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SailNet 09-10-2002 08:00 PM

A Timely Remembrance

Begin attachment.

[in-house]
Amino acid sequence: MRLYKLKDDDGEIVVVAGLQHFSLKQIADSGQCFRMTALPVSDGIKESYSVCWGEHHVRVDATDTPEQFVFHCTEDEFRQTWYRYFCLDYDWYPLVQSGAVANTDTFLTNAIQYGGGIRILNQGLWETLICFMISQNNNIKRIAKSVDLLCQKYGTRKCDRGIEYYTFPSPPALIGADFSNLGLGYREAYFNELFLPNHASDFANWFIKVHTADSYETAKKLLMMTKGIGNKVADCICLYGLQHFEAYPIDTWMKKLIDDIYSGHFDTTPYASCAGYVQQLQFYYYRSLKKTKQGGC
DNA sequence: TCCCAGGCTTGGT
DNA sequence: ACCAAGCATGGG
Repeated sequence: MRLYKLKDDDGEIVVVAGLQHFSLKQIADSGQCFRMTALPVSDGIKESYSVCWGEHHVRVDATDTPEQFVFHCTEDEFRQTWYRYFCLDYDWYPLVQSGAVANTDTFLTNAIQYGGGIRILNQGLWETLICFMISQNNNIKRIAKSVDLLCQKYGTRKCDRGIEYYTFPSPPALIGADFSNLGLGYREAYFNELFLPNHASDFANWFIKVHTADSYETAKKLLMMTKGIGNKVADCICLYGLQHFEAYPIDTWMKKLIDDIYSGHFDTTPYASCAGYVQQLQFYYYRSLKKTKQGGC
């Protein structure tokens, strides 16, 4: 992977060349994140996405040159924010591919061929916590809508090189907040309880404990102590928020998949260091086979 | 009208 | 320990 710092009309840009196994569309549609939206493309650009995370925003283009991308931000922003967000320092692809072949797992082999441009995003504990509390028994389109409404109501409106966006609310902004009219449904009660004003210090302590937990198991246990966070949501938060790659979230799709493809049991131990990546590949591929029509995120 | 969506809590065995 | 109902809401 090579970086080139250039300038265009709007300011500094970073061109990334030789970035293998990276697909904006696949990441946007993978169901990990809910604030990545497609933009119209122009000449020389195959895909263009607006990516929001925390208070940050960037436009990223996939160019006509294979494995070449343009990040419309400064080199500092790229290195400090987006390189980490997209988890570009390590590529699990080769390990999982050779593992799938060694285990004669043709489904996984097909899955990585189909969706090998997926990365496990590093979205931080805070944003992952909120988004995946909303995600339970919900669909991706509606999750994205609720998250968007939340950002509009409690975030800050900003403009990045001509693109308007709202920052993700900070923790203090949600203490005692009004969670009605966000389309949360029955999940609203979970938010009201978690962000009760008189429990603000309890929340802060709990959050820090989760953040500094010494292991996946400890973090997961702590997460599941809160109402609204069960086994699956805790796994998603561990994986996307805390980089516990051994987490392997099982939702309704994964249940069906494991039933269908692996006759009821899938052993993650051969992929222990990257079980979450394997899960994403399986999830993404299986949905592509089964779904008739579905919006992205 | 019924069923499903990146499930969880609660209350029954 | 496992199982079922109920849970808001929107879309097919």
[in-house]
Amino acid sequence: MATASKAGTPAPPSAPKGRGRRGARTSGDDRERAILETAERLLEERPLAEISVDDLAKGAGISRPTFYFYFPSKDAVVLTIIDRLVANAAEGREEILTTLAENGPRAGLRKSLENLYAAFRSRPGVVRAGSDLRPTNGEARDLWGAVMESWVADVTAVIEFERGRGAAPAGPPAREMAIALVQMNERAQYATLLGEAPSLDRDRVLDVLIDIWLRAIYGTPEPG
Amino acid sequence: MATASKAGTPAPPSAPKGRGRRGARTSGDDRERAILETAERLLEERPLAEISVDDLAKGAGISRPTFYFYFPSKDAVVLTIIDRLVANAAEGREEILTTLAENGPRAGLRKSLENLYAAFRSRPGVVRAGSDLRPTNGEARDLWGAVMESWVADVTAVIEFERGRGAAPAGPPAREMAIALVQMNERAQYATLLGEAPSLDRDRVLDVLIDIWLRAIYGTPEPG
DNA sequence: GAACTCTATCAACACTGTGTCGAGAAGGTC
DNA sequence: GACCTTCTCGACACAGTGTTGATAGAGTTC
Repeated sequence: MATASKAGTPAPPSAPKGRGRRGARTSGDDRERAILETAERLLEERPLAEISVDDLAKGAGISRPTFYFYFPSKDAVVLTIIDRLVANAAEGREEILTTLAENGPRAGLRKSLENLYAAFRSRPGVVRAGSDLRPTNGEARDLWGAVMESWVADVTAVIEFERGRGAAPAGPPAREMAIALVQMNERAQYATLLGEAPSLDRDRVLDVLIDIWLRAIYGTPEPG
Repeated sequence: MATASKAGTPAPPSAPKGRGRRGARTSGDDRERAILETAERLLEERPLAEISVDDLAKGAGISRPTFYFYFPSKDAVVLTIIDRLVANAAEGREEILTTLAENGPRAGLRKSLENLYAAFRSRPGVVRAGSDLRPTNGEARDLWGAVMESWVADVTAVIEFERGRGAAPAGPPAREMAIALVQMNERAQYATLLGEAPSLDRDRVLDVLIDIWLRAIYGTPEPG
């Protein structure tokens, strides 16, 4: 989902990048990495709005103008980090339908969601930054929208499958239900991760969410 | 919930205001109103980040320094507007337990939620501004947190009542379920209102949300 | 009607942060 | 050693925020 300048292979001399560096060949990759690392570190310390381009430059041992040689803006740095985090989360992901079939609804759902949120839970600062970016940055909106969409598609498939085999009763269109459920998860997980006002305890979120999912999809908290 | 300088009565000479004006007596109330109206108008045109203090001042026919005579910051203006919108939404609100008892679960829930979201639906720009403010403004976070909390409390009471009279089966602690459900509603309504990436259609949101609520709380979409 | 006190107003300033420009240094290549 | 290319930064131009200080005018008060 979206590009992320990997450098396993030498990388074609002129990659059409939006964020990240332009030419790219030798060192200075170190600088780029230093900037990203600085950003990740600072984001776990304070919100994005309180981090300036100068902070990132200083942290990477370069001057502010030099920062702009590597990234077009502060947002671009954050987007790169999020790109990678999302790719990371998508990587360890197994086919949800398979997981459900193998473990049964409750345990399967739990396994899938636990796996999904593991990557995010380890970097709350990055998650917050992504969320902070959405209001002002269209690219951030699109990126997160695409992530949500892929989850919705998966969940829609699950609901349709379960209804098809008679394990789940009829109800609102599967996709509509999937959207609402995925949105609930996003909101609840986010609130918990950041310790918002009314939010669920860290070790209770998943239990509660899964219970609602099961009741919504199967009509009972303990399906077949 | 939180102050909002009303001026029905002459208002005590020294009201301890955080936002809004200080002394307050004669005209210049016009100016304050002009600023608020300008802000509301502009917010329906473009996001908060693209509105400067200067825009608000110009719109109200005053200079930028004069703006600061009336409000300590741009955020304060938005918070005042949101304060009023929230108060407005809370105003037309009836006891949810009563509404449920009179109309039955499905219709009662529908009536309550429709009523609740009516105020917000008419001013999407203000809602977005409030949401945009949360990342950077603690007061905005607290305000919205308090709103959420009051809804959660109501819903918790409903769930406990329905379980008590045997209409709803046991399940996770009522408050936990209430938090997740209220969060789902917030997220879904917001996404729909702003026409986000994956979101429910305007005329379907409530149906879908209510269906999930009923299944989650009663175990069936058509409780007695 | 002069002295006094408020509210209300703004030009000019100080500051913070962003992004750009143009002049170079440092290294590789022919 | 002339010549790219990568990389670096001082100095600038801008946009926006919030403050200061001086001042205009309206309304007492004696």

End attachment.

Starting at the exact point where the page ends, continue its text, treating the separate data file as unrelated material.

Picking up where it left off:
<HTML><P><TABLE cellSpacing=0 cellPadding=0 align=right border=0><TBODY><TR><TD width=8></TD><TD vAlign=top align=left width=323><IMG height=265 src="http://www.sailnet.com/images/content/authors/sailnet/091102_SN_flag.jpg" width=323><BR><DIV class=captionheader align=left><FONT color=#000000><B>On the anniversary of those deadly terrorist attacks of September 11, 2001, we pause to honor the memory of so many who were lost on that day.</B></FONT></DIV></TD></TR><TR><TD colSpan=2 height=8></TD></TR></TBODY></TABLE>Across the US today, people will pause and reflect on the terrible tragedy that befell all Americans last year on September 11 when four commercial airliners were hijacked and caused to crash, ultimately taking the lives of over 3,000 people. In Manhattan, NY, Washington, DC, and Shanksville, PA, friends and loved ones were lost. Unequalled courage was displayed by those who sought to aid the victims in the face of horrific adversity, and then became victims themselves. In these three places and elsewhere across the country, those most closely affected still grieve, and continue to grapple with the enormity of what took place that day.</P><P>Today and in the coming days there will be many tributes staged to honor those that were lost. One of the most ambitious undertakings will occur on New York Harbor—an occasion entitled Sail for America. The intent of this cooperative effort is to honor the anniversary of this tragedy by filling New York Harbor with sails. On Saturday, September 14, the organizers of Sail for America say they have a simple goal—to creat the greatest gathering of sailboats ever in the history of New York Harbor.</P><P>“This event will be three things,” says co-organizer Michael Fortenbaugh of the Manhattan Yacht Club. “First, it will be a memorial to the people who died. Second, it will be a symbolic rebirth for the City of New York. And third, it will be a tribute to the soaring spirit of America—out of great tragedy and destruction, we Americans create a symbol of hope and beauty.”</P><P><TABLE cellSpacing=0 cellPadding=0 align=right border=0><TBODY><TR><TD width=8></TD><TD vAlign=top align=left width=323><IMG height=265 src="http://www.sailnet.com/images/content/authors/sailnet/091102_SN_towers.jpg" width=323><BR><DIV class=captionheader align=left><FONT color=#000000><STRONG>Forever altered—just as the metropolitan skyline that was once dominated by the twin trade towers is now changed, so are the lives of those who lost loved ones.</STRONG></FONT></DIV></TD></TR><TR><TD colSpan=2 height=8></TD></TR></TBODY></TABLE>Among the more than 700 crews that are expected to gather on the waters adjacent to where the twin trade towers used to stand will be many sailors with friends or family that perished in the terrorist attacks of September 11. In remembrance of those who were lost, the organizers of Sail America plan to have the participating boats hoist pennants bearing the names of all the victims—one pennant for each person.</P><P>One of those pennants will bear the name Martin Coughlin, a sailor who worked as a carpenter at the World Trade Center. We're indebted to Kelly Arguello for sharing this story about his friend: “I've registered to sponsor a flag for a victim of 9/11 and just wanted to say thank you to whomever is behind this amazing event. Martin Coughlin was a carpenter on the 103rd floor of the first tower to go down, and although I only knew him for a short time, I can tell you that he was a truly good man. My wife and Martin's daughter Denise have been best friends since childhood, and it was through her that I met Martin. I met him about one week before he died and we talked about my boat project of all things.</P><P>I had just bought her that week and both of us, being carpenters, had plenty of tips to discuss. His neighbor was and is a NYPD cop and boater, so all three of us chatted that beautiful afternoon about nothing but boats. A week later, that cop was at Ground Zero looking for his neighbor and good friends' remains. It's still totally surreal for us New Yorkers, even a year later. It was exactly during that weekend (September 15th) that I started work on my boat at the marina in Long Island. The place was empty and quiet on that Saturday and you could feel a really heavy vibe in the air. I remember riding on the train out of the city and looking back to see Manhattan still covered in smoke. Right then and there I wanted to build that boat for a different reason—I had a new motivation. As the city would rebuild and heal, so would my little boat. </P><P>So, here we are exactly one year later and she's almost ready after hundreds of hours of work. We'll be sailing for 3,000 lives lost and their memory on the 14th, and I'm honored to be a part of it.” </P><P><TABLE cellSpacing=0 cellPadding=0 align=right border=0><TBODY><TR><TD width=8></TD><TD vAlign=top align=left width=250><IMG height=317 src="http://www.sailnet.com/images/content/authors/sailnet/091102_SN_final.jpg" width=250><BR><DIV class=captionheader align=left><FONT color=#000000><B>Perhaps the freedom that sailing affords can assist us in navigating our way through these troubled times.</B></FONT></DIV></TD></TR><TR><TD colSpan=2 height=8></TD></TR></TBODY></TABLE>Martin Coughlin's is just one of so many touching stories that could be told. These stories sadden us, yet they also connect us, and in doing so they offer the chance for some well-needed healing. Regardless of the turnout, regardless of the weather, what will take place on New York Harbor with Sail for America will manifest itself as a magnificent statement. Indeed, the pursuit of sailing anywhere is statement in and of itself. Sailors, perhaps more than all others, understand the freedom that is integral to this pastime. To sail—to harness the wind and steer a course of your own choosing—is to endorse freedom and to execute that freedom at the same time. And at its best, sailing can offer us a oneness with the natural world and a peace, albeit fleeting. But within that moment of peace, we have a chance to find the means to endure, to abide, to understand, and to carry on. Sail on, sailors—in New York, and everywhere.</P><P><TABLE cellPadding=5 width=468 align=center bgColor=#c4d7fc border=1><TBODY><TR><TD><A name=sidebar><P align=left><FONT face="Trebuchet MS, arial" color=#000000 size=+2><B>Sail for America</B></FONT></P></A>An extensive schedule of shoreside and on-the-water events regarding Sail for America is available on line, as is additional information about the event and its organizers. Log on to www.sailforamerica.com. <P></TABLE><BR><BR></P></TD></TD></TR></TBODY></TABLE></P><P><BR><STRONG>Suggested Reading:</STRONG></P><P><STRONG><A class=articlelink href="http://www.sailnet.com/forums/showthread.php?threadid=20842"><STRONG>The Hope that Sport Brings</STRONG></A>&nbsp;</STRONG><STRONG>by John Rousmaniere<BR><BR></STRONG><A class=articlelink href="http://www.sailnet.com/forums/showthread.php?threadid=19289"><STRONG>The Value of Leadership Offshore</STRONG></A><STRONG> by John Rousmaniere<BR></STRONG><BR></P><P><BR>&nbsp;</P></HTML>